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The Utah Humanities Book Festival offers a hybrid in-person/virtual format for 2021.

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When the Utah Humanities Book Festival launches on Sept. 2, it will look like it did in its last pre-pandemic incarnation in 2019. And also it will look a lot like it did last year. And also it will look like something completely different.

For more than two decades, the Book Festival brought local and national authors to in-person events throughout Utah for lectures, seminars, readings and conversations. In 2020, however, it became necessary to move those events to a virtual space for health and safety reasons. Now, for the 2021 installment of the Book Festival, a hybrid model will allow both for live events and for virtual presentations, building on the new opportunities and lessons learned from 2020.

According to Willy Palomo—the Utah Humanities Council's Program Manager for the Center for the Book—decisions regarding what could be possible for a 2020 festival were begun early on, and resulted in a format that offered new and unique possibilities. "As soon as the pandemic started in March," he says, "like any other organization, we were still figuring out a space to do what we do. ... It was a different sort of conversation that was possible with Zoom, but as people have found, there's a lot that is possible. We were able to give access to disabled and rural communities. And once something is virtual, it becomes a statewide, nationwide, worldwide event. We were able to get authors we wouldn't have been able to get otherwise. It was challenging, but there was a lot of learning and evolving."

It also became necessary to think differently about what criteria would be used to determine whether an individual virtual event was successful. Palomo says that many events had very high attendance, "but there are also engagements where sometimes the numbers are less, but still extremely valuable. In April, we created a space for men who had been victims of sexual violence. Even though there were less than 10 people, they were asking really important questions."

As for the authors themselves, Palomo notes that the response to virtual vs. in-person events has been predictably variable. "Some participating writers were definitely missing in-person events," he says, "because there is a certain sense of community that's challenging to replicate. But some were able to use it to their advantage ... like being able to break people out into rooms [with a] flexibility that isn't always possible in person. And travel right now really wears people down; being able to Zoom in from your living room or your office is much easier."

In preparing for the 2021 event and considering both in-person and virtual options, Palomo describes working with both partner organizations—including schools, libraries and booksellers—and individual authors to determine the best options, taking into account considerations like availability of socially-distanced seating space, travel needs and general comfort level with in-person events given the Delta-fueled rise in COVID cases. And that process has had to be a fluid one, given the constantly-changing pandemic landscape. "Just this week," Palomo says, "one of our authors said they'd rather go virtual. It's kind of a wild ride right now."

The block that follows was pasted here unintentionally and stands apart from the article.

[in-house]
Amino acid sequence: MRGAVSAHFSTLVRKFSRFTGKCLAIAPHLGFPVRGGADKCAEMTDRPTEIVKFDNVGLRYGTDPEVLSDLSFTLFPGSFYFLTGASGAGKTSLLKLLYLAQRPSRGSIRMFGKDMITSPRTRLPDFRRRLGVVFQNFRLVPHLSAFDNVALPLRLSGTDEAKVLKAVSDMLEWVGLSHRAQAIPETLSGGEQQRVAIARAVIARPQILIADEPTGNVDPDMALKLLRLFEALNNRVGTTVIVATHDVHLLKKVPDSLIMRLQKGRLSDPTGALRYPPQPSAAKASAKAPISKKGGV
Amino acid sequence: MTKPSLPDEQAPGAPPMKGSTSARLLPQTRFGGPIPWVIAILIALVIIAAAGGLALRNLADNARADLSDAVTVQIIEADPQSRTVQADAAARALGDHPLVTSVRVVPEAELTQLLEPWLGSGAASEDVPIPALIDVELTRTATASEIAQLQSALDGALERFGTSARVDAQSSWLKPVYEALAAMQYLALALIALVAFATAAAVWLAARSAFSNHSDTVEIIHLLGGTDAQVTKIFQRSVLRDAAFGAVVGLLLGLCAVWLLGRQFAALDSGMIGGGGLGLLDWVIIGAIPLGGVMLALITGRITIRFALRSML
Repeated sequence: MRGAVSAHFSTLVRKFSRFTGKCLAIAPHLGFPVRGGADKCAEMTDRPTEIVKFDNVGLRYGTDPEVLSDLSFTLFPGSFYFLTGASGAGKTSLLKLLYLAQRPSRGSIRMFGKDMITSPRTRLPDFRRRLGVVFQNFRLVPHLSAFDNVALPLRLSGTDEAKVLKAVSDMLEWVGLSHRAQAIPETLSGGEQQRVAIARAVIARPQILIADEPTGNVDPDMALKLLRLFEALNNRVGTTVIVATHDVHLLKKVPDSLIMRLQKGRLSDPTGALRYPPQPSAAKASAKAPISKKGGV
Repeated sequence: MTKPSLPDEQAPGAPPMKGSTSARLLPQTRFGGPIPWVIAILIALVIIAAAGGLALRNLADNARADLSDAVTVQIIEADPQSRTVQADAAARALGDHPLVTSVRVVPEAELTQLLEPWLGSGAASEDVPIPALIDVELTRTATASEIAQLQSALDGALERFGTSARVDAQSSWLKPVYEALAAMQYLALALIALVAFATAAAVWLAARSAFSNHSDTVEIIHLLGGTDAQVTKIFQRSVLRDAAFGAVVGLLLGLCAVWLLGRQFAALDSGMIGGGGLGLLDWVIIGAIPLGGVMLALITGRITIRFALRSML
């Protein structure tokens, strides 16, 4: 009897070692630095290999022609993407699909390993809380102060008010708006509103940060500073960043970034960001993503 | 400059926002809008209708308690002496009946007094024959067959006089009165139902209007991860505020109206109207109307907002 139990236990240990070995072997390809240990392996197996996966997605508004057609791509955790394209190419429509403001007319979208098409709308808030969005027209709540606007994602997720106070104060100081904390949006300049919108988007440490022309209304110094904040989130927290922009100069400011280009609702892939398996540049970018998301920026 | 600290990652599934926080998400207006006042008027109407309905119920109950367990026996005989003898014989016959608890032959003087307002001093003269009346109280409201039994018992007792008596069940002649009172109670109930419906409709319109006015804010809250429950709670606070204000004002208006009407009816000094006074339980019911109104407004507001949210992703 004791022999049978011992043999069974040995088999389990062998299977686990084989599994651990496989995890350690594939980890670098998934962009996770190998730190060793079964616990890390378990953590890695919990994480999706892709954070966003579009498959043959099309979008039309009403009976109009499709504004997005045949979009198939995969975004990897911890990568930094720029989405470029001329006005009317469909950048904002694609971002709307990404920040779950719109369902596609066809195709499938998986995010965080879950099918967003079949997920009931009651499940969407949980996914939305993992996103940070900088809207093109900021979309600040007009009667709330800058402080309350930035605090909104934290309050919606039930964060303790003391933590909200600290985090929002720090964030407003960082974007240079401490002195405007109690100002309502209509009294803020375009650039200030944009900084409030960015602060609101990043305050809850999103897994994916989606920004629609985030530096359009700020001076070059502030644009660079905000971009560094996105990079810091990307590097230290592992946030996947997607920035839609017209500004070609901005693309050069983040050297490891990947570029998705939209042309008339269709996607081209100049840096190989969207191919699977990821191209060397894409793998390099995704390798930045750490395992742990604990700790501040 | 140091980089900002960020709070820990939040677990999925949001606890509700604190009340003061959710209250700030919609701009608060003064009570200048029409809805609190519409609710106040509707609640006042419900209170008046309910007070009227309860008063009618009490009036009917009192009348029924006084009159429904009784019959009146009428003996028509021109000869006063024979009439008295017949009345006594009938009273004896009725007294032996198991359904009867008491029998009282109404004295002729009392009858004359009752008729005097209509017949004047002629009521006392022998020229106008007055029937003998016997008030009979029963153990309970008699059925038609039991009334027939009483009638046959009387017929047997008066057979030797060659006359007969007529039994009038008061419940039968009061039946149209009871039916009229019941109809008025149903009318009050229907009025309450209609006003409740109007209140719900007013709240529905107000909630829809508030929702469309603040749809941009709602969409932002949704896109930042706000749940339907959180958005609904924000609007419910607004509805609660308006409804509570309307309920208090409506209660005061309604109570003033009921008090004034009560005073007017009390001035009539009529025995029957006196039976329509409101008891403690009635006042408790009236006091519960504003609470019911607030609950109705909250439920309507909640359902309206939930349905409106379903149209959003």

Building the full program—which at press time includes more than 125 presentations spread over two months—involves what Palomo describes as "a lot of balls floating in the air." It's important, he acknowledges, to offer diversity not just in type of work like fiction vs. non-fiction vs. poetry, but in the representation of subjects and authors from a wide range of backgrounds. Working with the partner organizations becomes crucial in that respect, as the goal is providing content that amplifies their work, whether that group is the Filipino American Historical Society's Utah chapter, or University of Utah School of Medicine on health issues. "It's not about parachuting in and offering resources," Palomo says, "but building off the momentum [both the Humanities Council and the partner organization] have been building."

It's also the case that while nationally-known authors—like one of this year's presenters, best-selling memoirist Tara Westover (Educated)—get headlines, Utah authors are crucial to the event. "We have a big set of local writers that really engage with the community, so it's really easy to get those events represented," Palomo says. "We're colleagues, we're friends, and they let me know when they're creating stuff. It's a challenge to be able to accommodate everyone, but we have a thriving literary scene across the state, and that takes care of itself."

From subject matter variation to different types of presentation platforms, the key thing is providing a wide-ranging event that encourages as many people as possible to participate, and to visit the schedule on the website to pre-register or plan your schedule as needed. "The idea behind so many events is that not every event is for everyone," Palomo says. "Definitely, there's a book out there for you."

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